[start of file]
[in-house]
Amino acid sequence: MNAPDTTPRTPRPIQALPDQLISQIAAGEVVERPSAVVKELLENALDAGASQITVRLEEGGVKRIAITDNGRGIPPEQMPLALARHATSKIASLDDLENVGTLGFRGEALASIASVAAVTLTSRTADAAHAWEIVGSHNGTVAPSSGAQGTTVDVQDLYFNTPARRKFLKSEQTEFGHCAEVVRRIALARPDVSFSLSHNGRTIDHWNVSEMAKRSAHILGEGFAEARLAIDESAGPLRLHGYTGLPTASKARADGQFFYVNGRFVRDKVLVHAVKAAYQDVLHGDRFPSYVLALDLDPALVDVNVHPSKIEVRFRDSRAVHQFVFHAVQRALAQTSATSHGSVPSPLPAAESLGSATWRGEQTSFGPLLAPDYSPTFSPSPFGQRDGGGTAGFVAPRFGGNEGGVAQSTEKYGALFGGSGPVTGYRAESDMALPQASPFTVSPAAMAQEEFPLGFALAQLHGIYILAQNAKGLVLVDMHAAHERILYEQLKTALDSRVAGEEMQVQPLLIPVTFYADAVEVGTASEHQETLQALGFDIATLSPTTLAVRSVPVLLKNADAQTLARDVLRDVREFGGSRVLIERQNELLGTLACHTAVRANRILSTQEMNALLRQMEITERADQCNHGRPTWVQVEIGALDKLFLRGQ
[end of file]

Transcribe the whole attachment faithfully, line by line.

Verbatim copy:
[in-house]
Amino acid sequence: MNAPDTTPRTPRPIQALPDQLISQIAAGEVVERPSAVVKELLENALDAGASQITVRLEEGGVKRIAITDNGRGIPPEQMPLALARHATSKIASLDDLENVGTLGFRGEALASIASVAAVTLTSRTADAAHAWEIVGSHNGTVAPSSGAQGTTVDVQDLYFNTPARRKFLKSEQTEFGHCAEVVRRIALARPDVSFSLSHNGRTIDHWNVSEMAKRSAHILGEGFAEARLAIDESAGPLRLHGYTGLPTASKARADGQFFYVNGRFVRDKVLVHAVKAAYQDVLHGDRFPSYVLALDLDPALVDVNVHPSKIEVRFRDSRAVHQFVFHAVQRALAQTSATSHGSVPSPLPAAESLGSATWRGEQTSFGPLLAPDYSPTFSPSPFGQRDGGGTAGFVAPRFGGNEGGVAQSTEKYGALFGGSGPVTGYRAESDMALPQASPFTVSPAAMAQEEFPLGFALAQLHGIYILAQNAKGLVLVDMHAAHERILYEQLKTALDSRVAGEEMQVQPLLIPVTFYADAVEVGTASEHQETLQALGFDIATLSPTTLAVRSVPVLLKNADAQTLARDVLRDVREFGGSRVLIERQNELLGTLACHTAVRANRILSTQEMNALLRQMEITERADQCNHGRPTWVQVEIGALDKLFLRGQ